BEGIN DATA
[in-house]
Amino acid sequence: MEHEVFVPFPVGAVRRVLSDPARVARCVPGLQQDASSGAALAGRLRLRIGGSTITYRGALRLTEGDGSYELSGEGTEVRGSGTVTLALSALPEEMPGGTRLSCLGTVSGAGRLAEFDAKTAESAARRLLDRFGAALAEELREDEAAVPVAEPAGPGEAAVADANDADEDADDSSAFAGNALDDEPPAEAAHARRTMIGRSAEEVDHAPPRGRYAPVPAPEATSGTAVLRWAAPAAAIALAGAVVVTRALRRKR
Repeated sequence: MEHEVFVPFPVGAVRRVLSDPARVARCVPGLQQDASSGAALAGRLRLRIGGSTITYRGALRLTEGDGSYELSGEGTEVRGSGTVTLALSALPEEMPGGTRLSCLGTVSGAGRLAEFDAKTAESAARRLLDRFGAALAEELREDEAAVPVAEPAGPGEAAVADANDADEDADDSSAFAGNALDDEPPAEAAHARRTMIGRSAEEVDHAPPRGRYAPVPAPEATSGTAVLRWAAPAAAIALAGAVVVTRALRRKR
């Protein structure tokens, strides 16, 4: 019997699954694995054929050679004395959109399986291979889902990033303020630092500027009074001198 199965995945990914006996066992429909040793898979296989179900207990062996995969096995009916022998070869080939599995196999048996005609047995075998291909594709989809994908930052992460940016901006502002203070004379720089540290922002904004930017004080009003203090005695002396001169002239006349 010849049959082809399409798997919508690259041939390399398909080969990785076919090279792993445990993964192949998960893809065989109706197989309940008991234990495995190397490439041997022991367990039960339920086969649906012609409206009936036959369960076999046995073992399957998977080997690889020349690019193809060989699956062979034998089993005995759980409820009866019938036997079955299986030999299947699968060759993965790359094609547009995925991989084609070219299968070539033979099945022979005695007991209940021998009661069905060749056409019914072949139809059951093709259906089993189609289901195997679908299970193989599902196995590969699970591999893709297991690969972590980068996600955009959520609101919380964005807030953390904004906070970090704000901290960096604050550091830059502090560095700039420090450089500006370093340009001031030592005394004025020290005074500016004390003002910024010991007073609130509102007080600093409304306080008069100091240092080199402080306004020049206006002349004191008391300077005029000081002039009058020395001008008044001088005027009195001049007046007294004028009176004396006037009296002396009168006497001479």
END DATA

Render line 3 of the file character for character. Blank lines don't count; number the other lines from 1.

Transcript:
Repeated sequence: MEHEVFVPFPVGAVRRVLSDPARVARCVPGLQQDASSGAALAGRLRLRIGGSTITYRGALRLTEGDGSYELSGEGTEVRGSGTVTLALSALPEEMPGGTRLSCLGTVSGAGRLAEFDAKTAESAARRLLDRFGAALAEELREDEAAVPVAEPAGPGEAAVADANDADEDADDSSAFAGNALDDEPPAEAAHARRTMIGRSAEEVDHAPPRGRYAPVPAPEATSGTAVLRWAAPAAAIALAGAVVVTRALRRKR